Oct. 19, 2022

3 Tips for Athletes to Manage Stress and Anxiety

3 Tips for Athletes to Manage Stress and Anxiety


"Athletes who suffer from stress and anxiety and do not learn to control their symptoms will soon have issues that will cross over into their performance"

The Sports Digest

In Ep 10. Coping with Stress and Anxiety, I talk about the importance for athletes to develop a healthy and sustainable system to manage their stress and anxiety.

With mental health on the rise, it has never been more important for athletes to understand that their athletic performance is directly tied to their overall health.

In this blog post, I will teach you how to apply 3 key concepts to improve your mental health:

  1. Acknowledge and identify your stressors and anxious thoughts
  2. Take care of your mind in the best way for you
  3. Have a coping strategy for peak stressful and anxious times

Identifying Anxious Thoughts

Identifying your stressors and anxious thoughts is an awful process because it involves the two things that make me uncomfortable when I'm vulnerable - journaling and talking to someone about my anxiety. Many find this process very uncomfortable as well because you're putting everything out there in the open which gives life to your thoughts and thus forces reality to set in - your thoughts must now be addressed.

So how do you actually navigate getting over this hurdle of vulnerability? Simply start! Just open your mouth and start talking or just start journaling. You might start off with what's the weather or what did you eat for lunch today? But you will end up way deeper than you ever thought you would have if you let yourself open up. Remember the hardest step is starting! So just go with the flow, and don't pressure yourself, you will uncover your negative thoughts in your own time. 

To know when you've truly identified your anxious thoughts, a great strategy is to ask yourself one magical question 5 times. That question is simply "Why?". As you write down your thoughts dive deeper and ask yourself why you feel the way you do and/or why these thoughts stress you out or make you feel anxious. Once you can no longer answer why you've found the trigger.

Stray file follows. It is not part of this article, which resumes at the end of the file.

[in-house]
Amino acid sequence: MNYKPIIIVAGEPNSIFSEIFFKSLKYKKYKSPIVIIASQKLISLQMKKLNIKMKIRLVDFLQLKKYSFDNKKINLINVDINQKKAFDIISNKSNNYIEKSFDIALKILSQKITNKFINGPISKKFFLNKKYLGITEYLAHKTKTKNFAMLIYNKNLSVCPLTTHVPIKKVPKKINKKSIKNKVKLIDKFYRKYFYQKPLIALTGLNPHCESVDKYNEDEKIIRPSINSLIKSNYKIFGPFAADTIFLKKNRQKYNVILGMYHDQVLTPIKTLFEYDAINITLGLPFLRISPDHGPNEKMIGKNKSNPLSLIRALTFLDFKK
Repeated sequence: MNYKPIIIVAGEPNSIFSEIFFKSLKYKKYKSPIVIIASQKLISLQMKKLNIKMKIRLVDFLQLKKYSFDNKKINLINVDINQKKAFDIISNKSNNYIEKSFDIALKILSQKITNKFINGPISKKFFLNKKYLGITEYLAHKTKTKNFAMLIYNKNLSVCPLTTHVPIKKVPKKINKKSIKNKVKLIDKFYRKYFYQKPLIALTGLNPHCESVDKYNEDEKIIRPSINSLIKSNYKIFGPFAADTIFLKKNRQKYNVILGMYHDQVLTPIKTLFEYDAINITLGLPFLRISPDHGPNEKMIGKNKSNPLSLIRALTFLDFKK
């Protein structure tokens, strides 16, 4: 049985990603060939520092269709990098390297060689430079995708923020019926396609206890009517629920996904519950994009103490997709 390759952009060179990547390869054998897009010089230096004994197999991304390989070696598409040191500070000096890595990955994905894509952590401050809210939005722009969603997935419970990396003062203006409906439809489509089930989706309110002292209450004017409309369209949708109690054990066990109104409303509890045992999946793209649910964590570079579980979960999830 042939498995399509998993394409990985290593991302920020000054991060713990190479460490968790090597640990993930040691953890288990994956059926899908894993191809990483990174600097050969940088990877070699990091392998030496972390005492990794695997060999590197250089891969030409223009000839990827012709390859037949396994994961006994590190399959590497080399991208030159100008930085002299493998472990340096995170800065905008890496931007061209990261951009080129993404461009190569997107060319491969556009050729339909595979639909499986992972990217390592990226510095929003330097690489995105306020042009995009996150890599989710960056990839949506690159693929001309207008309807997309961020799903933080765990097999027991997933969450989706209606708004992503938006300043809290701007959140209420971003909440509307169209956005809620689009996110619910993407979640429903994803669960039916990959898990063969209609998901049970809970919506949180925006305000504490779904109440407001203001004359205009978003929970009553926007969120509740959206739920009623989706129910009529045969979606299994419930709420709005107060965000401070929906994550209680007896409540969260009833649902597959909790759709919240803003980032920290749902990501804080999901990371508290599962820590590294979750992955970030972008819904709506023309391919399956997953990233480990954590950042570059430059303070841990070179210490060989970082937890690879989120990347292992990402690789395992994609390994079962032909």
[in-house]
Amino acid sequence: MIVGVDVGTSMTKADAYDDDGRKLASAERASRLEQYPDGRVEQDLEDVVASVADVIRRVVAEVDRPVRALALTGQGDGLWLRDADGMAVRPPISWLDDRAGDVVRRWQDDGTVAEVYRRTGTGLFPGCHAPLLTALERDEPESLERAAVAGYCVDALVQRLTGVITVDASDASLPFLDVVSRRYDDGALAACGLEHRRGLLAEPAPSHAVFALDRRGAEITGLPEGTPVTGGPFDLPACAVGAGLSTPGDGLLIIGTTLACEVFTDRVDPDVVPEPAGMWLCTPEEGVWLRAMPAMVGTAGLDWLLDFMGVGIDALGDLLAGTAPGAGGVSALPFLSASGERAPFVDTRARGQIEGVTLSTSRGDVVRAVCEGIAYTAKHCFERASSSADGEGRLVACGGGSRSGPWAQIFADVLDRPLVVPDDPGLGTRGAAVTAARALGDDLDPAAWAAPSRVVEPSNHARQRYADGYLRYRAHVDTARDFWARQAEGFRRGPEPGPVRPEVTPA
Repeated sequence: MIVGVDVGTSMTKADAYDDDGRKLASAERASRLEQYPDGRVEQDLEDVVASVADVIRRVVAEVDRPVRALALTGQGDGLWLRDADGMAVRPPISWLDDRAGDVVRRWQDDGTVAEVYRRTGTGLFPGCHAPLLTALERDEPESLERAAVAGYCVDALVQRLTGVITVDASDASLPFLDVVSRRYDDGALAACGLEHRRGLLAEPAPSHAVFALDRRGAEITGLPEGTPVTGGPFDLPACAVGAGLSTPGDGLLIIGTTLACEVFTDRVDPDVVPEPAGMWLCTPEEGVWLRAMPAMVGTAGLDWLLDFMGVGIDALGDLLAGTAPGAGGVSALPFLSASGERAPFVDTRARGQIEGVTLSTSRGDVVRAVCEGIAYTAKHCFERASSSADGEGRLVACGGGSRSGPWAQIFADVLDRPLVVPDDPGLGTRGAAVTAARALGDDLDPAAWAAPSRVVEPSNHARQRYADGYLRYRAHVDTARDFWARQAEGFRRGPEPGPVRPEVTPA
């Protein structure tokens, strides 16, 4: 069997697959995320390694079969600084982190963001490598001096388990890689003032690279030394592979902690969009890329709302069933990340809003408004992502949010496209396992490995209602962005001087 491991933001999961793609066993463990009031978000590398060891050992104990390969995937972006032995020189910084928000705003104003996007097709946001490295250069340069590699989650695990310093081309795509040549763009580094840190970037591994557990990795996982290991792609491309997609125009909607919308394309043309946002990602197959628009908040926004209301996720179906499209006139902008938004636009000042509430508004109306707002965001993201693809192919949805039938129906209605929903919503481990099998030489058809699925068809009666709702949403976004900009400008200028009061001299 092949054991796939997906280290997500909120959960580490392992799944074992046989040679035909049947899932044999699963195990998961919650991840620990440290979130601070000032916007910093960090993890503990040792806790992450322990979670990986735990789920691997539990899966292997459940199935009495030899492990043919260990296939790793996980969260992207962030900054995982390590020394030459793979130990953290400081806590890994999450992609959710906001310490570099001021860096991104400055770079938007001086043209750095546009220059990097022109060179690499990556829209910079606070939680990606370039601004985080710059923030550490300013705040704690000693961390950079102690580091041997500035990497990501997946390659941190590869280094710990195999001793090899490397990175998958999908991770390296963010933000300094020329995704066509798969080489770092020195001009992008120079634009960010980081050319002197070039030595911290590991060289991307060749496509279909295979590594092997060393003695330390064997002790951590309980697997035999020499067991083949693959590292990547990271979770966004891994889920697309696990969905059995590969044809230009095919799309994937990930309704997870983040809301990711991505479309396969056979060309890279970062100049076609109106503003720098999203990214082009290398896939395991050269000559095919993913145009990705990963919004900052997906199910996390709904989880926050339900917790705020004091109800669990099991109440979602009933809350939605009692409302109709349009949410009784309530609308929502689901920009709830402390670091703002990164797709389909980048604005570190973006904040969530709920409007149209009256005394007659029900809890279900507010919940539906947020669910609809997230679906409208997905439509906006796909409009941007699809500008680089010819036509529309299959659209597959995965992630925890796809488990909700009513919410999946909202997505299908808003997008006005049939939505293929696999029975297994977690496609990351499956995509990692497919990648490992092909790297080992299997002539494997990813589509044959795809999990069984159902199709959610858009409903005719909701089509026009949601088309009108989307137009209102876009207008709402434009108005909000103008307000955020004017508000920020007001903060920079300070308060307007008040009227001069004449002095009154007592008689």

To further guide you in this process, here are some examples of anxious thoughts:

  • "I'm not good enough" 
  • "I'll get cut from my team if I make a mistake" 
  • "My parents will be disappointed in me"
  • "All I am is an athlete"

Caring for Your Mind Your Way

Once you've identified your anxious thoughts, go eat a cookie, you deserve it! It may seem like a small step, but it's a crucial one. Acceptance is often a tough barrier to beat!

The next tip to manage your mental health is to find the best ways to care for your mind. Self-care looks different for everyone. Here are a few ways I practice self-care:

1. Cooking and baking foods I love

2. Going on peaceful nature walks with my dog 

3. Listening to my favourite music playlists and podcasts

4. Doodling, colouring, and sketching

5. Staying active 

To discover the best ways for you to care for yourself think about the things in life that bring you the most joy no matter what else may be going on in your life. Maybe your list of self-care tools is similar to mine, but maybe they are completely different. There is no right answer here it is simply about establishing the best way to care for your mind. 

Breaking Free From Panic

I have one final trick for you to manage your stress and anxiety. You need to establish your own personal reinforcements reserved for managing peak mental overwhelm. Having your go-to calming strategies in your back pocket ensures you'll always have your own back. Maybe you're someone who suffers from panic attacks when extremely overwhelmed like me. In that case, pay special attention to this tip!

Since you don't know when a panic attack is going to happen, having a strategy to self-cope can not only minimize the recurrence of panic attacks but also allow them to pass faster. Personally, the most useful calming strategy I have found is focusing on my breadth by concentrating on every inhale and exhale. It works best when you try to slow down your breathing gradually. 

To help you gain control of your breadth you can use finger counting to distract your brain from the panic and focus on this simple task instead. Simply, count on your fingers from 1 to 10 and repeat until you can breathe normally again. Feel free to use this strategy whenever you feel overwhelmed or stressed out and need to return to a neutral state. 

With these 3 strategies, I hope you are now better equipped to support your mental health.

For more support on coping with stress and anxiety, check out Episode 10 here!